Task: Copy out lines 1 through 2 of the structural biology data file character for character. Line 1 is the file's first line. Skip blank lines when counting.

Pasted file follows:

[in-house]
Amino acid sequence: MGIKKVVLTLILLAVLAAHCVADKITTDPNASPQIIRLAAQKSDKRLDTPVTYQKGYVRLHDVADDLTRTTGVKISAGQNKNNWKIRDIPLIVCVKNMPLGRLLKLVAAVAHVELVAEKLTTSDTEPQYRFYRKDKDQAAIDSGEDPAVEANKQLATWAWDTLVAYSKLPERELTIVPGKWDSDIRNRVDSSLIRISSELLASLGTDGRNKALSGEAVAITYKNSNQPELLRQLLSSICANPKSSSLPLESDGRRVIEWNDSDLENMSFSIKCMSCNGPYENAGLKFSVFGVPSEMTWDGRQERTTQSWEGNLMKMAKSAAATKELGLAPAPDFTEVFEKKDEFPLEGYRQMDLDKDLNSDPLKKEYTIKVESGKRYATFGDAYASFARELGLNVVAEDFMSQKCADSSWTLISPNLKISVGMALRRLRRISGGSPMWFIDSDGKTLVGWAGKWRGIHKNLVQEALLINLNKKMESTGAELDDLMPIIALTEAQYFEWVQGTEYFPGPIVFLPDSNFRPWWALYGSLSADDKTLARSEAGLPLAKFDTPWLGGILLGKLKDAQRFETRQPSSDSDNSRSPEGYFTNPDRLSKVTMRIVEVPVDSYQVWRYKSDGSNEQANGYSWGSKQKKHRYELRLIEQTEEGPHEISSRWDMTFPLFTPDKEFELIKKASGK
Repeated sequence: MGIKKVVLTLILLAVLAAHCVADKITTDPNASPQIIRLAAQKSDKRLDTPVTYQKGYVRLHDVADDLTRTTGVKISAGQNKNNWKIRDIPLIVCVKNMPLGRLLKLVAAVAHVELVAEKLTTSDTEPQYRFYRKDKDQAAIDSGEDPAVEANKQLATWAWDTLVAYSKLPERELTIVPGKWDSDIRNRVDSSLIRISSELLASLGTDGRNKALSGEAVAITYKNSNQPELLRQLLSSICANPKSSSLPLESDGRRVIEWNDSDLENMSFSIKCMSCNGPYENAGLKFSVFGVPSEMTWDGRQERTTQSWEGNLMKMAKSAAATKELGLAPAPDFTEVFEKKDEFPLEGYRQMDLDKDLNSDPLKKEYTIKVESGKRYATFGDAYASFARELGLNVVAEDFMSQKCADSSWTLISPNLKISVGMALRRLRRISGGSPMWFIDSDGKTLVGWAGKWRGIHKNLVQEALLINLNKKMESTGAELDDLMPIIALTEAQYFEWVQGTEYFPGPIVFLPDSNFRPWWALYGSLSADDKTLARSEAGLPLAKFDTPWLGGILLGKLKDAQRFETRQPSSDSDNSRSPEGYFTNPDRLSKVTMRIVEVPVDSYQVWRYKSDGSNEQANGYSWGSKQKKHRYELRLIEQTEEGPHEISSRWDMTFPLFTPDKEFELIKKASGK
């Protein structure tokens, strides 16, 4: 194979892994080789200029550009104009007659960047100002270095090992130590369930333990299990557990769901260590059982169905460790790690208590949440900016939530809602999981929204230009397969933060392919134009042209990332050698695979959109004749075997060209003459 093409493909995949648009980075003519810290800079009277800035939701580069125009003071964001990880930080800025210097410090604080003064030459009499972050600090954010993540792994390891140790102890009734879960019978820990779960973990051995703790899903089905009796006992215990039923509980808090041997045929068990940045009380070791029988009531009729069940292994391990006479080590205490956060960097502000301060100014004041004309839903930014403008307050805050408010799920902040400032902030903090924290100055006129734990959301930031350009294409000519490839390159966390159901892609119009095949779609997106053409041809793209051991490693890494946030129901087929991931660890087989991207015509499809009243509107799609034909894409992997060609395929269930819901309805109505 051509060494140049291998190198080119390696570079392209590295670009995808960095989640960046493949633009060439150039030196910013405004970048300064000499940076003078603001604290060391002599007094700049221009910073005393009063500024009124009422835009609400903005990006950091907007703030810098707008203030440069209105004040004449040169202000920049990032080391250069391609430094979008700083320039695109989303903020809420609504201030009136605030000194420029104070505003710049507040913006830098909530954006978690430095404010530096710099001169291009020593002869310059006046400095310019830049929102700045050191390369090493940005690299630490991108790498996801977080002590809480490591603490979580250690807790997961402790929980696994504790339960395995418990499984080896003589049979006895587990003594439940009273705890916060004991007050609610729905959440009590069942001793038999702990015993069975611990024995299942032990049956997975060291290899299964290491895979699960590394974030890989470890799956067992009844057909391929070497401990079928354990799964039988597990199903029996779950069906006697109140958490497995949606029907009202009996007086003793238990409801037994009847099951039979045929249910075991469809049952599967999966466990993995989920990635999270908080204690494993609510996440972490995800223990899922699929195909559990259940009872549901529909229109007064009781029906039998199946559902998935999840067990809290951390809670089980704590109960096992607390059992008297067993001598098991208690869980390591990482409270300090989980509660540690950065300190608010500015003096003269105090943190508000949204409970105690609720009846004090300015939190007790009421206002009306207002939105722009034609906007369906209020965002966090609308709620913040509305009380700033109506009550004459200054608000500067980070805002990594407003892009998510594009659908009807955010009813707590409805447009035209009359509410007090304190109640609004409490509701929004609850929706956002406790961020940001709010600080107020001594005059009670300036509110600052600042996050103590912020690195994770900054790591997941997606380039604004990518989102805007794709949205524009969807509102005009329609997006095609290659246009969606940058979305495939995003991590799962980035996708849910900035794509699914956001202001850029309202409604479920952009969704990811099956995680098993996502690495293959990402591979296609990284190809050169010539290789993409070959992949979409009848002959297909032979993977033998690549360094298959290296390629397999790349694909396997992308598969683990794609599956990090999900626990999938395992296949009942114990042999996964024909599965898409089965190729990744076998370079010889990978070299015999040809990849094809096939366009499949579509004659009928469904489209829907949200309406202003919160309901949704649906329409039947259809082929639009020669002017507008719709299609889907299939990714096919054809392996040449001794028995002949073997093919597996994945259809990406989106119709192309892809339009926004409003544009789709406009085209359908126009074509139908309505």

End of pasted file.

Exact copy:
[in-house]
Amino acid sequence: MGIKKVVLTLILLAVLAAHCVADKITTDPNASPQIIRLAAQKSDKRLDTPVTYQKGYVRLHDVADDLTRTTGVKISAGQNKNNWKIRDIPLIVCVKNMPLGRLLKLVAAVAHVELVAEKLTTSDTEPQYRFYRKDKDQAAIDSGEDPAVEANKQLATWAWDTLVAYSKLPERELTIVPGKWDSDIRNRVDSSLIRISSELLASLGTDGRNKALSGEAVAITYKNSNQPELLRQLLSSICANPKSSSLPLESDGRRVIEWNDSDLENMSFSIKCMSCNGPYENAGLKFSVFGVPSEMTWDGRQERTTQSWEGNLMKMAKSAAATKELGLAPAPDFTEVFEKKDEFPLEGYRQMDLDKDLNSDPLKKEYTIKVESGKRYATFGDAYASFARELGLNVVAEDFMSQKCADSSWTLISPNLKISVGMALRRLRRISGGSPMWFIDSDGKTLVGWAGKWRGIHKNLVQEALLINLNKKMESTGAELDDLMPIIALTEAQYFEWVQGTEYFPGPIVFLPDSNFRPWWALYGSLSADDKTLARSEAGLPLAKFDTPWLGGILLGKLKDAQRFETRQPSSDSDNSRSPEGYFTNPDRLSKVTMRIVEVPVDSYQVWRYKSDGSNEQANGYSWGSKQKKHRYELRLIEQTEEGPHEISSRWDMTFPLFTPDKEFELIKKASGK